60. I decided to become a social worker three years ago when I was in my grad 3rd year. I was pursuing a engineering degree and had no idea what to do to achieve my goal. Will a switch over help? I dint had the courage to tell my parents for the course switch over who were expecting high of me. Its been a year I have been working in IT industry and I feel this is totally not me. I want to make a difference in people’s life. I want to touch their lives. Being from a very ignorant and backward society, I have always felt that a need for social awareness is must at the root level. People are not aware of their rights. Even if I alone cant change the world, I can atleast play my part to make an effort. That is all that’s required from an individual to make a change. I want to pursue a MSW and enter the field of social work professionally. Please suggest me what should I do. As I do not have a graduate degree in social work related field.

  61. God Bless all of you for sharing your stories. I recently switched from Health Science to the Social Work program at my school and I have heard nothing but negative stories about what Social Work is from peers and the media. Your stories have put my worries at ease and made me confident on why I am going into the Social Work field.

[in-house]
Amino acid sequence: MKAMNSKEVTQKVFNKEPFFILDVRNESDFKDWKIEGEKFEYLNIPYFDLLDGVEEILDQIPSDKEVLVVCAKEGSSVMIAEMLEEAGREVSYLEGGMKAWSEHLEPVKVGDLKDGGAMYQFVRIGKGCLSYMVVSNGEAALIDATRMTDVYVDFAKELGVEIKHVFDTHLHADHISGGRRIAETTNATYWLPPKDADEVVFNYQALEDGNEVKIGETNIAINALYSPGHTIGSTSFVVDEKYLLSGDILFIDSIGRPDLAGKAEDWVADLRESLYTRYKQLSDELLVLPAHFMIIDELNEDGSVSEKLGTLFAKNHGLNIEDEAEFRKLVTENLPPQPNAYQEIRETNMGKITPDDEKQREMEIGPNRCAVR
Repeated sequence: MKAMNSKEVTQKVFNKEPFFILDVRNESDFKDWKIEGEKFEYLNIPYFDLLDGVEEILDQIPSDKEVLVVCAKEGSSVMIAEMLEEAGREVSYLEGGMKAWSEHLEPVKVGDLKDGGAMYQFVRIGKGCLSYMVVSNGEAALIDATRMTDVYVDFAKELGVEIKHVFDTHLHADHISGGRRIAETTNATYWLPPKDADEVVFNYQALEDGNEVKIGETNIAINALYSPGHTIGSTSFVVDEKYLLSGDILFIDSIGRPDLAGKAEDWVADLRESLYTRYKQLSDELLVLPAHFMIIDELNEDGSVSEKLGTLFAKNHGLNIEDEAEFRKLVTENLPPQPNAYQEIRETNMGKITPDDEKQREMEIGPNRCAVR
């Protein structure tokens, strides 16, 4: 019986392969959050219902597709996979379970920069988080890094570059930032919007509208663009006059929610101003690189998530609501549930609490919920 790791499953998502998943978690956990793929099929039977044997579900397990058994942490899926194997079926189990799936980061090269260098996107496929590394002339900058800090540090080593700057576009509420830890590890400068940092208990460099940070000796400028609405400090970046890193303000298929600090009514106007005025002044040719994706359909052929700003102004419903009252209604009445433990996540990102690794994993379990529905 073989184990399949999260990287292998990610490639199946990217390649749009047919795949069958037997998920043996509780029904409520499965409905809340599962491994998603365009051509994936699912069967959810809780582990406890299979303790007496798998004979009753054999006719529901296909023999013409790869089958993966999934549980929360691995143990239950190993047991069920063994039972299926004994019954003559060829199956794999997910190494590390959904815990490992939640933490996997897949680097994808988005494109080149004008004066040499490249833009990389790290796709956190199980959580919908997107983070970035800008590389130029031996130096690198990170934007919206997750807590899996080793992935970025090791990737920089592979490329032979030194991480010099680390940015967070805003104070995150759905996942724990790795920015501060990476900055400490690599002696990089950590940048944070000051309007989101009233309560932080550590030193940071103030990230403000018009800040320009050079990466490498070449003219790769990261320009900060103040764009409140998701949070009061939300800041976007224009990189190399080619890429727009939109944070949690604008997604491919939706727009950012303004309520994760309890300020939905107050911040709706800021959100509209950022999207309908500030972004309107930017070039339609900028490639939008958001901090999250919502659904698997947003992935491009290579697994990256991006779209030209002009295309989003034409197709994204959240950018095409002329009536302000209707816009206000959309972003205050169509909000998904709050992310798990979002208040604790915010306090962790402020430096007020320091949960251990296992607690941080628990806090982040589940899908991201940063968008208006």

Thank you for being positive stories for a change!

  62. NABAKISHORE PANDU

    NBDP INDIA is a action research plan by N.K.PANDU which basic aims to towards better world those are fighting for live and live starting from India through individuals, families, self help groups, non governmental organizations, inter governmental organizations, cooperative societies, corporate sectors and Panchyat rai institutions using available resources with the principles of self identity, self respect and self help with no work against society, against government and against constitution for freedom, justice and peace to each and everybody. N.K.PANDU-NBDP INDIA

  63. THANDEKA ZINGITWA